I used to tell my son, “If you could see yourself through my eyes, then you would know how truly precious you are.”
My son Tony lost his battle with substance use disorder and is now one of the #129aDay who lose their lives to this disease. My son is not defined by his disease; he was so much more than that. He was a loving son, brother, nephew, grandson, cousin, and friend. He cared more for others than he did himself. There wasn’t anything he wouldn’t do to help his friends and family.
At the age of seven, we noticed that Tony was exhibiting some “red flag” behaviors. He would take the Kool-Aid and ice tea mix and hide it in his room so he could eat it. When we asked him why, he would tell us, “Eating it makes me feel better.” This was an odd thing for a seven year old to say, but in hindsight, that was the start of his self-medicating.
As the years went on Tony suffered from terrible mood swings and bouts of anger. We took him to see a child psychiatrist when he was 12 because he was frequently depressed, angry, and suffering from terrible insomnia. Tony was diagnosed with rapid cycling bipolar disorder; therefore, he was put on antidepressant medications and a mood stabilizer. At 13, we put him in an intensive outpatient program for a week. By this time Tony was frustrated with the medications and their side effects and began engaging in self injurious behavior. We thought that he was taking his medication but discovered that he would hide his pills under the carpet in his room. Instead of complying with taking his meds, he opted to self-medicate with marijuana, and then alcohol.
By 20 years old, Tony had a full-blown addiction to alcohol. While trying to detox at home, he suffered grand mal seizures and was hospitalized for a week. Tony was hallucinating and delusional for the first several days of this hospitalization. In February of 2009 he made his first phone call to get on the waiting list at a treatment facility in Rock Creek, Ohio. He was told the wait could be up to two weeks, but the next day they had a bed for him. After completing the 28 day program, Tony was back on his medications and had a great outlook on life. He was committed to going to AA meetings and living a sober life. This lasted for about two years.
After having dental surgery, Tony was prescribed Percocet and started to backslide. It became apparent that he was using the pain medication more than was prescribed. His path to intravenous heroin started with abusing prescription opioids and Xanax. Tony’s life started spiraling out of control from his heroin use.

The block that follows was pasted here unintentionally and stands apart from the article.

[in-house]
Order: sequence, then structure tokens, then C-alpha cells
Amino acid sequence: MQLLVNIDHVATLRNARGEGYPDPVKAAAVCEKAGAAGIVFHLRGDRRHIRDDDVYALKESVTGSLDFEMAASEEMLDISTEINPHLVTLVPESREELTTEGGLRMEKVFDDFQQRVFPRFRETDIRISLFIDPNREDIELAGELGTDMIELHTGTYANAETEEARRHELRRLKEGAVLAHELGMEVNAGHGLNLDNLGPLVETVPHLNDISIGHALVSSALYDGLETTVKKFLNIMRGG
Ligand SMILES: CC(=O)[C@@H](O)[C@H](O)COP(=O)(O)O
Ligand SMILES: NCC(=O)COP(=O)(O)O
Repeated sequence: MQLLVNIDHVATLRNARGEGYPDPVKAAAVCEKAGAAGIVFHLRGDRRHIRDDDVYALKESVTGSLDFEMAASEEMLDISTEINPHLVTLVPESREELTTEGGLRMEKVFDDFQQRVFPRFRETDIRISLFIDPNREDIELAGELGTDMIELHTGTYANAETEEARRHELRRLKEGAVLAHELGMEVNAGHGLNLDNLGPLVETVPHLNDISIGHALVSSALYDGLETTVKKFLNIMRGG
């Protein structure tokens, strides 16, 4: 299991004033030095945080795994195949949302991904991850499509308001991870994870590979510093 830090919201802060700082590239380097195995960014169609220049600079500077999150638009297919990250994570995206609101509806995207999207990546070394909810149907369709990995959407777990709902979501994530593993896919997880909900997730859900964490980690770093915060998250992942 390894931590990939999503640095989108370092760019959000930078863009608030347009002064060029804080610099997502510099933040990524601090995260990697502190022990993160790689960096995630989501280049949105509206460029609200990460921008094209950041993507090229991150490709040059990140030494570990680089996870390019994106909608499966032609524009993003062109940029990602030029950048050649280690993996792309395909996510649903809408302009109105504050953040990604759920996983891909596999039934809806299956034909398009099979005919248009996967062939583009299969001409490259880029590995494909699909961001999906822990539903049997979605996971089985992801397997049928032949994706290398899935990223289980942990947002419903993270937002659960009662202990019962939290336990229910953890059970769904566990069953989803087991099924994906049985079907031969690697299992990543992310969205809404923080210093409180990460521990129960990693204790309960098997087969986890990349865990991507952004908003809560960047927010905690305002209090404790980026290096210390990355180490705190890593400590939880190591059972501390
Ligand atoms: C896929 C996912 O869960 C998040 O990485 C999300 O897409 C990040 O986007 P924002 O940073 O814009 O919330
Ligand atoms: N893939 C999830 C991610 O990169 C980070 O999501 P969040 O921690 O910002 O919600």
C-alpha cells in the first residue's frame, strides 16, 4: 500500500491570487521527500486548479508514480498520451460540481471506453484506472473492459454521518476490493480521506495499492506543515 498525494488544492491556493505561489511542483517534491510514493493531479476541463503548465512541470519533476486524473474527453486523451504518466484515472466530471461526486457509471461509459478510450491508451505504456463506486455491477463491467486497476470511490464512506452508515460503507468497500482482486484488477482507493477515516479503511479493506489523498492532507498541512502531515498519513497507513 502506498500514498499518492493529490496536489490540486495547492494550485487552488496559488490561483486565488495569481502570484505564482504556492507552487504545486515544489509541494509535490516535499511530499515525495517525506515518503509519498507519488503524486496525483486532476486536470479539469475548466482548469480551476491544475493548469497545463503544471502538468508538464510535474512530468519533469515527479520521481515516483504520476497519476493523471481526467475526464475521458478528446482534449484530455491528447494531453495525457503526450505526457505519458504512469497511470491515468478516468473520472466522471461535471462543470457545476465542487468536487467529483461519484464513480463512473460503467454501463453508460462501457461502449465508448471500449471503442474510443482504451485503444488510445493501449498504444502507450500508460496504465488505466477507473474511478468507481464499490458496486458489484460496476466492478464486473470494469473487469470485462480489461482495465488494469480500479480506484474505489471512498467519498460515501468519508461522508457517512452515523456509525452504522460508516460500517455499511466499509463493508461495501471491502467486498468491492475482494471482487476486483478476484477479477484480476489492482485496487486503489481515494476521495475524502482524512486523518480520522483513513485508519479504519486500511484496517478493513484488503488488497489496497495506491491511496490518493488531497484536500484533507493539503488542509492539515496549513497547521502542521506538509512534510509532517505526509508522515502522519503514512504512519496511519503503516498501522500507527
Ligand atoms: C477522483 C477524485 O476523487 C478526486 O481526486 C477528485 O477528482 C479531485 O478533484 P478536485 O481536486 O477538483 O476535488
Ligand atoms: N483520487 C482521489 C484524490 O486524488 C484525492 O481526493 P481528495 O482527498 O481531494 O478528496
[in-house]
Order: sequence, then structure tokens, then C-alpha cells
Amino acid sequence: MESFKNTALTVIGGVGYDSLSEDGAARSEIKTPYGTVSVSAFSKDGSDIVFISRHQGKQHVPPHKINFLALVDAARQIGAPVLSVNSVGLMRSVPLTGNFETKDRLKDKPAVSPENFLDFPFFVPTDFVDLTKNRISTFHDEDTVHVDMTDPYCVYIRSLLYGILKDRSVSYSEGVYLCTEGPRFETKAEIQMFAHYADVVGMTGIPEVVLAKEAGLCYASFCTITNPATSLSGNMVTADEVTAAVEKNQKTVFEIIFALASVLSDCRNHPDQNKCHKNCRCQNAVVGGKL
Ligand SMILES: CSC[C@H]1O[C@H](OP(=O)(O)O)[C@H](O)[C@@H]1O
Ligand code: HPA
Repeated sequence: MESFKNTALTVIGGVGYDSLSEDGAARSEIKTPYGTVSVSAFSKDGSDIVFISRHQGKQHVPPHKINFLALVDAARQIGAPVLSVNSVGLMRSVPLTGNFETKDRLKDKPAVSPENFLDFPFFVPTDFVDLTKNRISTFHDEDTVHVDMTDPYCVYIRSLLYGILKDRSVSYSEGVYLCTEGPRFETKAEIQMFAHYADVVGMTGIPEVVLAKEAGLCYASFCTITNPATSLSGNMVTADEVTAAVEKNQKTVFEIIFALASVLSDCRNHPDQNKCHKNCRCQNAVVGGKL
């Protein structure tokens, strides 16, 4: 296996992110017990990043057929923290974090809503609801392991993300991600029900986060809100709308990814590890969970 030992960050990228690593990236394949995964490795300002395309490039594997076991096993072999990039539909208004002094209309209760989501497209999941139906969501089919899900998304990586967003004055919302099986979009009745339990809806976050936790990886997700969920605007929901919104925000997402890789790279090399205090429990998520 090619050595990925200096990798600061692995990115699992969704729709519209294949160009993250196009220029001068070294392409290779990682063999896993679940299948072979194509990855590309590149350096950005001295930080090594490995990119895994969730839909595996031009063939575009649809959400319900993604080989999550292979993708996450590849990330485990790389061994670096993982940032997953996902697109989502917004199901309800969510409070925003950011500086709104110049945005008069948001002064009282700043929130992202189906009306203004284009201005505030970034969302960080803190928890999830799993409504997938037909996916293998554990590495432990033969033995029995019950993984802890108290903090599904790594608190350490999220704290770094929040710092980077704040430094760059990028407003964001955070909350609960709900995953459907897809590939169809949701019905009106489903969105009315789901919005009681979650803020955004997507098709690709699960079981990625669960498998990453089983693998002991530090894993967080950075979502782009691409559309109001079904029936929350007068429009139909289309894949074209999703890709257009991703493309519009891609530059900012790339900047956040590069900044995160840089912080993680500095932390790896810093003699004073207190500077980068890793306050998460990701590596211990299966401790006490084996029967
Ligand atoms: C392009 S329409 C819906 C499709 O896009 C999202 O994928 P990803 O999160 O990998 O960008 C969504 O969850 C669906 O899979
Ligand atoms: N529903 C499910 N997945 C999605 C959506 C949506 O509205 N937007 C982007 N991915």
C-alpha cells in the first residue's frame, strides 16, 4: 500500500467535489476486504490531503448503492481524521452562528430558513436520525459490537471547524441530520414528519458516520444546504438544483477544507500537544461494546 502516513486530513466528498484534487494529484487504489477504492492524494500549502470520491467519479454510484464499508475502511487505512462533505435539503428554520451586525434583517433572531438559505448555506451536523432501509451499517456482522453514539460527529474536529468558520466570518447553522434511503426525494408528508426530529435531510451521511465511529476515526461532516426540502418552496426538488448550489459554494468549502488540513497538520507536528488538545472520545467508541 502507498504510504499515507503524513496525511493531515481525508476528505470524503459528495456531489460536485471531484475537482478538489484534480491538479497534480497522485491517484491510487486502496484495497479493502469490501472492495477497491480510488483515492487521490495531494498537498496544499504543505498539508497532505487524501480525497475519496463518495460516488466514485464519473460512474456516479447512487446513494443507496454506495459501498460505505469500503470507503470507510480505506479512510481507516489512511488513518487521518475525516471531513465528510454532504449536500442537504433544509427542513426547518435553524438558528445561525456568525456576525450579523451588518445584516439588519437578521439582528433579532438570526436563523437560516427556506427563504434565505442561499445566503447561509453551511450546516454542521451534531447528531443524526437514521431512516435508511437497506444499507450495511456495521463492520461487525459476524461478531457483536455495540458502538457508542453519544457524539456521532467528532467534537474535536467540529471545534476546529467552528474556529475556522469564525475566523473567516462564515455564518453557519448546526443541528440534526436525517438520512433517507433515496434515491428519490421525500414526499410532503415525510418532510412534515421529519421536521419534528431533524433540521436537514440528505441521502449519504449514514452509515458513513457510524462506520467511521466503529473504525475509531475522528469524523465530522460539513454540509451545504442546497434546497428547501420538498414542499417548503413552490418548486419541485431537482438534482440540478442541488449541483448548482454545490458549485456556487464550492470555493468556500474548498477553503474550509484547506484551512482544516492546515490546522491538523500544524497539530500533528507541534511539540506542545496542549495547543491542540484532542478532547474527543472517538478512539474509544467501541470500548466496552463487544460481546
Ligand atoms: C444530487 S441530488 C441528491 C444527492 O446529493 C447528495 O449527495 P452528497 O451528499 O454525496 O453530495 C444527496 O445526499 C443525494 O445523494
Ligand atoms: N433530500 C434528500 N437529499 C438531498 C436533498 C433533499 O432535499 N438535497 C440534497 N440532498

On July 2, 2014, after a self-injurious incident and having a 72 hour psychiatric hold put on him, Tony once again made the call to get on the waiting list for treatment. The next day he entered his second treatment program, but this time for his opioid addiction. Tony completed another 28 day program, and afterwards opted to go into sober living - to be away from the triggers in his hometown. After six weeks of living there, Tony was kicked out. He decided it would be best to stay in that town and moved into his own apartment. Two weeks later Tony lost his job and was in a full-blown alcohol and intravenous heroin relapse.
One day, Tony sent me a text message saying that he needed to go back to treatment. On October 13, 2014, Tony left for his third and final rehab in Florida. This time he was in treatment for 40 days and returned home November 13th. 48 hours later on November 15th, Tony was dead from an overdose from heroin laced with fentanyl. He was 25 years old.
The loss of my son has been the most devastating event in my life. I watched my son suffer for years with his mental illness and the disease of addiction. He fought with everything he had to combat his demons. Tony’s life and struggles were not in vain. To honor him I advocate to stop the stigma of addiction. I support other families who have a loved one in active addiction and those who have lost a loved one to this disease. I am an administrator for the Facebook group The Addicts Parents United and their sub group TAP Survivors of Loss. My son’s voice may have been silenced, but mine is stronger than ever.
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